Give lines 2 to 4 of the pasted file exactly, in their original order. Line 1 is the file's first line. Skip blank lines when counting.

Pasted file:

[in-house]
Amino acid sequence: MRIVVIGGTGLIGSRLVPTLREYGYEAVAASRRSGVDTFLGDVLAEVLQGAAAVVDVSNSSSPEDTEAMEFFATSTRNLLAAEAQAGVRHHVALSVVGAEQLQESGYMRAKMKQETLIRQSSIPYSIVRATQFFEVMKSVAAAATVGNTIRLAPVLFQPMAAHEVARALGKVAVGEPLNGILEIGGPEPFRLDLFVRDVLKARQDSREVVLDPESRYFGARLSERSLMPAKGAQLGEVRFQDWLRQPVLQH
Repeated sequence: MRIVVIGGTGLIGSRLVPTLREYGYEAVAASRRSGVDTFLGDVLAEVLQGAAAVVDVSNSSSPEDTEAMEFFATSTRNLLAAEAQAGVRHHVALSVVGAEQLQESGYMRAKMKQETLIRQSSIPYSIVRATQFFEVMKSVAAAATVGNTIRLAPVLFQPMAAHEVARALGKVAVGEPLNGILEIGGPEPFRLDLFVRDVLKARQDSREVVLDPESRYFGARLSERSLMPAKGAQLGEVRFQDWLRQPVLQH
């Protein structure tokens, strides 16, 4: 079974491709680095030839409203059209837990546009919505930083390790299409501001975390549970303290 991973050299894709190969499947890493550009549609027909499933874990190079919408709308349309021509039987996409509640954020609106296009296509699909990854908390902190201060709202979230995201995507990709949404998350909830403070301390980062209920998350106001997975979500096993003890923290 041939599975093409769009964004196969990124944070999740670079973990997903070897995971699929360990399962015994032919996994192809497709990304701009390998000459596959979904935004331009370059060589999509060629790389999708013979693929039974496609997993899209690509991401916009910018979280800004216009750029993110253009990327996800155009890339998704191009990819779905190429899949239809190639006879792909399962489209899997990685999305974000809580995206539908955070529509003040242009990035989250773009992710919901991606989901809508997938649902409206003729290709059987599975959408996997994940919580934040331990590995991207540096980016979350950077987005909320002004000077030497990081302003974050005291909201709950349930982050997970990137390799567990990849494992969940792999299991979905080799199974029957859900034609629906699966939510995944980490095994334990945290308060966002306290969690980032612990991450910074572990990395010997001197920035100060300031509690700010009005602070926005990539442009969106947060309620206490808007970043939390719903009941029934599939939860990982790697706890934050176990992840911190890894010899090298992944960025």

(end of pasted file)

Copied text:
Amino acid sequence: MRIVVIGGTGLIGSRLVPTLREYGYEAVAASRRSGVDTFLGDVLAEVLQGAAAVVDVSNSSSPEDTEAMEFFATSTRNLLAAEAQAGVRHHVALSVVGAEQLQESGYMRAKMKQETLIRQSSIPYSIVRATQFFEVMKSVAAAATVGNTIRLAPVLFQPMAAHEVARALGKVAVGEPLNGILEIGGPEPFRLDLFVRDVLKARQDSREVVLDPESRYFGARLSERSLMPAKGAQLGEVRFQDWLRQPVLQH
Repeated sequence: MRIVVIGGTGLIGSRLVPTLREYGYEAVAASRRSGVDTFLGDVLAEVLQGAAAVVDVSNSSSPEDTEAMEFFATSTRNLLAAEAQAGVRHHVALSVVGAEQLQESGYMRAKMKQETLIRQSSIPYSIVRATQFFEVMKSVAAAATVGNTIRLAPVLFQPMAAHEVARALGKVAVGEPLNGILEIGGPEPFRLDLFVRDVLKARQDSREVVLDPESRYFGARLSERSLMPAKGAQLGEVRFQDWLRQPVLQH
């Protein structure tokens, strides 16, 4: 079974491709680095030839409203059209837990546009919505930083390790299409501001975390549970303290 991973050299894709190969499947890493550009549609027909499933874990190079919408709308349309021509039987996409509640954020609106296009296509699909990854908390902190201060709202979230995201995507990709949404998350909830403070301390980062209920998350106001997975979500096993003890923290 041939599975093409769009964004196969990124944070999740670079973990997903070897995971699929360990399962015994032919996994192809497709990304701009390998000459596959979904935004331009370059060589999509060629790389999708013979693929039974496609997993899209690509991401916009910018979280800004216009750029993110253009990327996800155009890339998704191009990819779905190429899949239809190639006879792909399962489209899997990685999305974000809580995206539908955070529509003040242009990035989250773009992710919901991606989901809508997938649902409206003729290709059987599975959408996997994940919580934040331990590995991207540096980016979350950077987005909320002004000077030497990081302003974050005291909201709950349930982050997970990137390799567990990849494992969940792999299991979905080799199974029957859900034609629906699966939510995944980490095994334990945290308060966002306290969690980032612990991450910074572990990395010997001197920035100060300031509690700010009005602070926005990539442009969106947060309620206490808007970043939390719903009941029934599939939860990982790697706890934050176990992840911190890894010899090298992944960025």